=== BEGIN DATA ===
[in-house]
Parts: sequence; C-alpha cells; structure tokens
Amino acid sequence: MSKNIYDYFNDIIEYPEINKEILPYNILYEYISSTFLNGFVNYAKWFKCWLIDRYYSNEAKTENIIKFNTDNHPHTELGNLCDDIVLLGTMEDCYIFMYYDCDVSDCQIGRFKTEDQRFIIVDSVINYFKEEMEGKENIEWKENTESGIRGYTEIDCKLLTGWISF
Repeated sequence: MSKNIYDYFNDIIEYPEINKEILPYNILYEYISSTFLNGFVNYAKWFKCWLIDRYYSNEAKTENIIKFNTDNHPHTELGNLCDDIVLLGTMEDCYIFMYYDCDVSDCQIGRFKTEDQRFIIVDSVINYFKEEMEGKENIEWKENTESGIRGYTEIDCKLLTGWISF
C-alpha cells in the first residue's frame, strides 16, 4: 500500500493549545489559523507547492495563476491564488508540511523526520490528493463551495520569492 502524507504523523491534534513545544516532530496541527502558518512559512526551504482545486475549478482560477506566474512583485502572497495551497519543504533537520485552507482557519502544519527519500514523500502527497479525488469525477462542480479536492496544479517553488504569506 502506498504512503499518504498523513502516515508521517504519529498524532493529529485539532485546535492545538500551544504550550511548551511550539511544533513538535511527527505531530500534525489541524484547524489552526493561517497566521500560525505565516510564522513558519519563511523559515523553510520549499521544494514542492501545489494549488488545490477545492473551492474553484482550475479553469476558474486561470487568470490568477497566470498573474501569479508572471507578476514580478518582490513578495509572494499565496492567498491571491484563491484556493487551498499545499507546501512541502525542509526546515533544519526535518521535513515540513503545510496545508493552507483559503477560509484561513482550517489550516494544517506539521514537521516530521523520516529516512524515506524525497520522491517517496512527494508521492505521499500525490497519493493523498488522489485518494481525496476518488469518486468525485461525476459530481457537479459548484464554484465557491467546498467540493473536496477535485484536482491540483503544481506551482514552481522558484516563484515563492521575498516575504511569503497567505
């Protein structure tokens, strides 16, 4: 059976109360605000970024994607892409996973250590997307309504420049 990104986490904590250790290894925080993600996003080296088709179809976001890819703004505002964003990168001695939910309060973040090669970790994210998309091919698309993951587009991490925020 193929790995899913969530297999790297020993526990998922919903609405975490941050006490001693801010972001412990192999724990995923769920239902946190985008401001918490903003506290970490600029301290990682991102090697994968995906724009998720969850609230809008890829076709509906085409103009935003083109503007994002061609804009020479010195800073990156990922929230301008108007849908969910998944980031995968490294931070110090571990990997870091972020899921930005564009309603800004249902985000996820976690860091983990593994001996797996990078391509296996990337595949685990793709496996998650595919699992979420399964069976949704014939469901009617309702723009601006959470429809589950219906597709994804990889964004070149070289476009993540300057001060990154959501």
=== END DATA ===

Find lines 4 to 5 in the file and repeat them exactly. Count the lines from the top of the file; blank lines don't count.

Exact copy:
Repeated sequence: MSKNIYDYFNDIIEYPEINKEILPYNILYEYISSTFLNGFVNYAKWFKCWLIDRYYSNEAKTENIIKFNTDNHPHTELGNLCDDIVLLGTMEDCYIFMYYDCDVSDCQIGRFKTEDQRFIIVDSVINYFKEEMEGKENIEWKENTESGIRGYTEIDCKLLTGWISF
C-alpha cells in the first residue's frame, strides 16, 4: 500500500493549545489559523507547492495563476491564488508540511523526520490528493463551495520569492 502524507504523523491534534513545544516532530496541527502558518512559512526551504482545486475549478482560477506566474512583485502572497495551497519543504533537520485552507482557519502544519527519500514523500502527497479525488469525477462542480479536492496544479517553488504569506 502506498504512503499518504498523513502516515508521517504519529498524532493529529485539532485546535492545538500551544504550550511548551511550539511544533513538535511527527505531530500534525489541524484547524489552526493561517497566521500560525505565516510564522513558519519563511523559515523553510520549499521544494514542492501545489494549488488545490477545492473551492474553484482550475479553469476558474486561470487568470490568477497566470498573474501569479508572471507578476514580478518582490513578495509572494499565496492567498491571491484563491484556493487551498499545499507546501512541502525542509526546515533544519526535518521535513515540513503545510496545508493552507483559503477560509484561513482550517489550516494544517506539521514537521516530521523520516529516512524515506524525497520522491517517496512527494508521492505521499500525490497519493493523498488522489485518494481525496476518488469518486468525485461525476459530481457537479459548484464554484465557491467546498467540493473536496477535485484536482491540483503544481506551482514552481522558484516563484515563492521575498516575504511569503497567505